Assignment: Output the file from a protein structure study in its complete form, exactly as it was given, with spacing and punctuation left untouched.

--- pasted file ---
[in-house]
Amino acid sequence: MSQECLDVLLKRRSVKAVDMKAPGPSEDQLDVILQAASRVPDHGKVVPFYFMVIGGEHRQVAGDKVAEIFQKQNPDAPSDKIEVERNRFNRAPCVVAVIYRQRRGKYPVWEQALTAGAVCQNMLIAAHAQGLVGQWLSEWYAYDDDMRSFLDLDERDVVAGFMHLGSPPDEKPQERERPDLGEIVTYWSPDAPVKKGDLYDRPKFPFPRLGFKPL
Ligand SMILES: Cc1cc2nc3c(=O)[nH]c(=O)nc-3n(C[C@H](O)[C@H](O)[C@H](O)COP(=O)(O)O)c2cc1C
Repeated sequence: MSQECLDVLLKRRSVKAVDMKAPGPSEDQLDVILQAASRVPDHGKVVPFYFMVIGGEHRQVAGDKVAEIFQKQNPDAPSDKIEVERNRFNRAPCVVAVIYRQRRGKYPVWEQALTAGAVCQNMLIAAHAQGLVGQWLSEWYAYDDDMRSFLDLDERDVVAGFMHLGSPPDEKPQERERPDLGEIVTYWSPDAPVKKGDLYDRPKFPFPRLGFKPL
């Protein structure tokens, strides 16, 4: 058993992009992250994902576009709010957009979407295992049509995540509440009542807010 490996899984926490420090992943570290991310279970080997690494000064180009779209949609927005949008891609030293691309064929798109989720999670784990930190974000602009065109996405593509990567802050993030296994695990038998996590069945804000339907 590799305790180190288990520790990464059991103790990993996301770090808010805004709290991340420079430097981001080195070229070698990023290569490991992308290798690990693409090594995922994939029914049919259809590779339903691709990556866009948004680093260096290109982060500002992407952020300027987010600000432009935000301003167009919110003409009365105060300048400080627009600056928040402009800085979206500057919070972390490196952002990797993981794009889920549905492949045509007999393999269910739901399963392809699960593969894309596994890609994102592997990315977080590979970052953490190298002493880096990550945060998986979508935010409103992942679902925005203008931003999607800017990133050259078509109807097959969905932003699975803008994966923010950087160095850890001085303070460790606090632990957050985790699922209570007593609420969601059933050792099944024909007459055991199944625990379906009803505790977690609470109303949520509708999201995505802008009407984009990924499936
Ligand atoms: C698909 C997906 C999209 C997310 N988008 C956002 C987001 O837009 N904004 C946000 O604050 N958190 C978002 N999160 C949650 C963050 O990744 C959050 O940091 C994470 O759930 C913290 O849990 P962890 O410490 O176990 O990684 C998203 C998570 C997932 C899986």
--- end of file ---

[in-house]
Amino acid sequence: MSQECLDVLLKRRSVKAVDMKAPGPSEDQLDVILQAASRVPDHGKVVPFYFMVIGGEHRQVAGDKVAEIFQKQNPDAPSDKIEVERNRFNRAPCVVAVIYRQRRGKYPVWEQALTAGAVCQNMLIAAHAQGLVGQWLSEWYAYDDDMRSFLDLDERDVVAGFMHLGSPPDEKPQERERPDLGEIVTYWSPDAPVKKGDLYDRPKFPFPRLGFKPL
Ligand SMILES: Cc1cc2nc3c(=O)[nH]c(=O)nc-3n(C[C@H](O)[C@H](O)[C@H](O)COP(=O)(O)O)c2cc1C
Repeated sequence: MSQECLDVLLKRRSVKAVDMKAPGPSEDQLDVILQAASRVPDHGKVVPFYFMVIGGEHRQVAGDKVAEIFQKQNPDAPSDKIEVERNRFNRAPCVVAVIYRQRRGKYPVWEQALTAGAVCQNMLIAAHAQGLVGQWLSEWYAYDDDMRSFLDLDERDVVAGFMHLGSPPDEKPQERERPDLGEIVTYWSPDAPVKKGDLYDRPKFPFPRLGFKPL
């Protein structure tokens, strides 16, 4: 058993992009992250994902576009709010957009979407295992049509995540509440009542807010 490996899984926490420090992943570290991310279970080997690494000064180009779209949609927005949008891609030293691309064929798109989720999670784990930190974000602009065109996405593509990567802050993030296994695990038998996590069945804000339907 590799305790180190288990520790990464059991103790990993996301770090808010805004709290991340420079430097981001080195070229070698990023290569490991992308290798690990693409090594995922994939029914049919259809590779339903691709990556866009948004680093260096290109982060500002992407952020300027987010600000432009935000301003167009919110003409009365105060300048400080627009600056928040402009800085979206500057919070972390490196952002990797993981794009889920549905492949045509007999393999269910739901399963392809699960593969894309596994890609994102592997990315977080590979970052953490190298002493880096990550945060998986979508935010409103992942679902925005203008931003999607800017990133050259078509109807097959969905932003699975803008994966923010950087160095850890001085303070460790606090632990957050985790699922209570007593609420969601059933050792099944024909007459055991199944625990379906009803505790977690609470109303949520509708999201995505802008009407984009990924499936
Ligand atoms: C698909 C997906 C999209 C997310 N988008 C956002 C987001 O837009 N904004 C946000 O604050 N958190 C978002 N999160 C949650 C963050 O990744 C959050 O940091 C994470 O759930 C913290 O849990 P962890 O410490 O176990 O990684 C998203 C998570 C997932 C899986």